Connect with us

Hi, what are you looking for?

The American GeniusThe American Genius

Business Entrepreneur

Workplace culture is bigger than the snack bar and matters more too

(ENTREPRENEUR) It is no surprise that culture matters, but these numbers show what parts of it truly matter.

Team meeting talking about performance.

Workplace culture

People are talking a lot lately about workplace culture, and with good reason. Your job isn’t just the stuff you do all day. It’s the managers and coworkers and clients you interact with, the physical space (or spaces) you’re located in, and the way you feel when you’re at work.

bar

All of those elements, which are often overlooked in the midst of a pressure-filled job search or a race to a new company or product launch, combine to create a mental space in each employee that we call workplace culture.

Culture is bigger than the snack bar

It isn’t what you’re doing, but how you’re doing it, and how others react to what and how you do it. And culture can make or break a company, especially when it’s just starting out and relying heavily upon fully invested and passionate employees.

That mental space needs to be resilient when you’re working at a startup.

A new report by TINYpulse, a culture and engagement tool, examines the workplace culture of over 100 startups. The report surveyed both startup founders and thousands of employees anonymously, to encourage honest feedback.

Advertisement. Scroll to continue reading.

A telling statistic appears early in the report, and on the surface it’s unrelated to the culture of a company.

Among those startup entrepreneurs and employees surveyed, only 14 percent are women. In pursuit of basic equality, this absolutely should change. But, unsurprisingly, equality is also good for business. Among growing startups, those with female founders were growing significantly faster than those with only male founders. Startups with 200 percent or more growth are 75 percent more likely to have a woman at the helm.

Over estimating

When it comes to company culture, leaders are likely to overestimate how great their culture is, when compared to the ratings of their employees. In all three culture categories – Transparency, Being Valued, and Happiness – the leader ratings were around .75 higher than those of the employees, on a scale of one to ten. Of the three categories, happiness fared the best, at 8.05 for leaders and 7.36 for employees. Transparency came in lowest, but it wasn’t too shabby: 7.80 for leaders and 6.92 for employees.

Interestingly, the more employees a CEO had working for them, the more likely they were to rate the importance of culture a 10 out of 10. Over 85 percent of those with over 50 employees said culture was of the utmost importance, while only 71 percent of those with under 50 employees said the same.

This troubles the popular conception of small startups as entrepreneurial utopias, and larger enterprises as faceless employee mills, but it makes sense.

A larger organization has more opportunities for checks and balances, more people in leadership positions to collaborate on a culture strategy, and sometimes more at stake.

Surprisingly, perks like work-life balance and benefits don’t correlate with employee retention as much as culture indicators like transparency, being valued, and general happiness. And transparency has, by far, the highest correlation with growth, both in terms of headcount and revenue. That one, in particular, should be easy. Being transparent takes a lot less effort than hiding away important info.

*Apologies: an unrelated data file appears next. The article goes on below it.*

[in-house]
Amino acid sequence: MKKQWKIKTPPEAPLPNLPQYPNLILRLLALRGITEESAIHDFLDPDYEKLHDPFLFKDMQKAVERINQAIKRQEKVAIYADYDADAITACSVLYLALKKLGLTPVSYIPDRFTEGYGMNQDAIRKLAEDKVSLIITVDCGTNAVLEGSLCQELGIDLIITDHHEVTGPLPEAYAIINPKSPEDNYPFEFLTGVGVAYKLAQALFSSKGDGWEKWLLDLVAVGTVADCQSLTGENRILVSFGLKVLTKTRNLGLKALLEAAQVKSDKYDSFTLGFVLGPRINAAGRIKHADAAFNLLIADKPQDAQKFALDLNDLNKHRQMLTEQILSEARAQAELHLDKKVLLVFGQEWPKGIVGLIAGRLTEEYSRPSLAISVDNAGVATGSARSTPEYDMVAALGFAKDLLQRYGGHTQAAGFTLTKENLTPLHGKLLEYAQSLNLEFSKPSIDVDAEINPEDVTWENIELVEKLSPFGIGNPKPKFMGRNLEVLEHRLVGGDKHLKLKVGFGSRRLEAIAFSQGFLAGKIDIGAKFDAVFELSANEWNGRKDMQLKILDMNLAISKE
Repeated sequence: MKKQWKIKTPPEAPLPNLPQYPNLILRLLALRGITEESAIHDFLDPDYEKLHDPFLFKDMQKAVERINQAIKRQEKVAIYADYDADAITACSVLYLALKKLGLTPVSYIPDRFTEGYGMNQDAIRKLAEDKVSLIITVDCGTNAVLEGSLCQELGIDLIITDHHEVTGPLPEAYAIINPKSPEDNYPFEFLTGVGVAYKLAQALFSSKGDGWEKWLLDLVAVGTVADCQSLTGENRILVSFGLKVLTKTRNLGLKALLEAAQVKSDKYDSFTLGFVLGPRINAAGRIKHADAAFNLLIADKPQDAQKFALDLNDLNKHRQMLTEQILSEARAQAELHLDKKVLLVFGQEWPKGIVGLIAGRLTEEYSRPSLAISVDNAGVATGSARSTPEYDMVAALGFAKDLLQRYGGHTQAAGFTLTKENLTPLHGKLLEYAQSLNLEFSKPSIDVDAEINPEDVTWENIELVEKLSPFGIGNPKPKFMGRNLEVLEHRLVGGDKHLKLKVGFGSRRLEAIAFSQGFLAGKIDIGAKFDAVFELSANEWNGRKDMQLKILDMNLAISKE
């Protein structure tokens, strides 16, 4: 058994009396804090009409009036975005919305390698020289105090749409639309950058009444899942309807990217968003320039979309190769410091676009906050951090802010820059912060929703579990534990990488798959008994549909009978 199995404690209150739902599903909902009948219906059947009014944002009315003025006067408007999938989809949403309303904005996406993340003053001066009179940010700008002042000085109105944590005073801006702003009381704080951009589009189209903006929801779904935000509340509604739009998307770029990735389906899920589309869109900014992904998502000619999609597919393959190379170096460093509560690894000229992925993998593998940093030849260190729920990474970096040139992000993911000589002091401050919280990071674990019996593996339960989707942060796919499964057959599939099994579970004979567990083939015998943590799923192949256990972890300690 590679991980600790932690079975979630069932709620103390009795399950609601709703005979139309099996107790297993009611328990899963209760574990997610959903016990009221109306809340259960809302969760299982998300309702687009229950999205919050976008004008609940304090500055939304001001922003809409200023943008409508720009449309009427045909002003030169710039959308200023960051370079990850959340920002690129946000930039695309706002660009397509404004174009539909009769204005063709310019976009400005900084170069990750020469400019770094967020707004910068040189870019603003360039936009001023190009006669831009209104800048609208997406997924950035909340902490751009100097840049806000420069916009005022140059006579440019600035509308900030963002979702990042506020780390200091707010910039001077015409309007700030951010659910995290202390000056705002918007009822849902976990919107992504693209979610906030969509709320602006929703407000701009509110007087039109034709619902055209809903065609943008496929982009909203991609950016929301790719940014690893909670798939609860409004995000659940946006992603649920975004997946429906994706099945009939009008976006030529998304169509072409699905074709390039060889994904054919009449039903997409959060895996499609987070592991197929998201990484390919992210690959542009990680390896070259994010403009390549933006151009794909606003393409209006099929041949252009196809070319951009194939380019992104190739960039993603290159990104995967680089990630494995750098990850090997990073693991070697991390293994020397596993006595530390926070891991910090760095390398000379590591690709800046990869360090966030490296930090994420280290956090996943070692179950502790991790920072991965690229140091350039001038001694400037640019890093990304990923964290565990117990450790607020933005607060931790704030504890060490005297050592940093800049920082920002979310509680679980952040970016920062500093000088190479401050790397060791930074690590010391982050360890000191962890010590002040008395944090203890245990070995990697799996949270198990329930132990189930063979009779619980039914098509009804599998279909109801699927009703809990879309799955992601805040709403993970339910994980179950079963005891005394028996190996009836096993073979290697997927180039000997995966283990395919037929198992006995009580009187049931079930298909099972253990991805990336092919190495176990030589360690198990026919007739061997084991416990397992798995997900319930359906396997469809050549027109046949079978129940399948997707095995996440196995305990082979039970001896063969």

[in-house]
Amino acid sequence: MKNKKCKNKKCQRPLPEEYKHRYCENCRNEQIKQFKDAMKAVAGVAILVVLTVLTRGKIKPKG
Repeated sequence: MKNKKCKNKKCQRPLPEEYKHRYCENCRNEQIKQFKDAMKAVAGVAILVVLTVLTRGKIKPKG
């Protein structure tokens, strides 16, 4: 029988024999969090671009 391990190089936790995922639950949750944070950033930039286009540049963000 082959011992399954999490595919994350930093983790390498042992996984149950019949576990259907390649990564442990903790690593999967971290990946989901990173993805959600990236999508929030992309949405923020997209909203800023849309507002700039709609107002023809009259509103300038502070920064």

Advertisement. Scroll to continue reading.

Good reference

The upshot of this study is pretty straightforward, and it really shouldn’t be news to you at this point: culture matters, big time. But if you’re a numbers person, more stats never hurt.

#CultureStats

Written By

Staff Writer, Natalie Bradford earned her B.A. in English from Cornell University and spends a lot of time convincing herself not to bake MORE brownies. She enjoys cats, cocktails, and good films - preferably together. She is currently working on a collection of short stories.

2 Comments

2 Comments

  1. Pingback: Defining work culture when two different cultures are forced to merge - The American Genius

  2. Pingback: Culture Codes is the guide you need for company culture questions - The American Genius

Leave a Reply

Your email address will not be published. Required fields are marked *

Advertisement

The
American Genius
news neatly in your inbox

Subscribe to our mailing list for news sent straight to your email inbox.

Advertisement

KEEP READING!

Opinion Editorials

(EDITORIAL) It seems that even a post-COVID-19 world will involve remote work, so how can you build and maintain a strong work culture that...

Opinion Editorials

(EDITORIAL) Hustle culture is the highlight of the American workplace culture, but there are both pros and cons to overemployment.

Opinion Editorials

(EDITORIAL) With more and more people joining the LGBTQIA+ community it'd do one well to think about ways to be inclusive at work.

Tech News

(TECHNOLOGY) Meta's Workplace tool is partnering with Microsoft Teams, but has its head leader is bowing out. Here are the takeaways from his departure.

The American Genius is a strong news voice in the entrepreneur and tech world, offering meaningful, concise insight into emerging technologies, the digital economy, best practices, and a shifting business culture. We refuse to publish fluff, and our readers rely on us for inspiring action. Copyright © 2005-2022, The American Genius, LLC.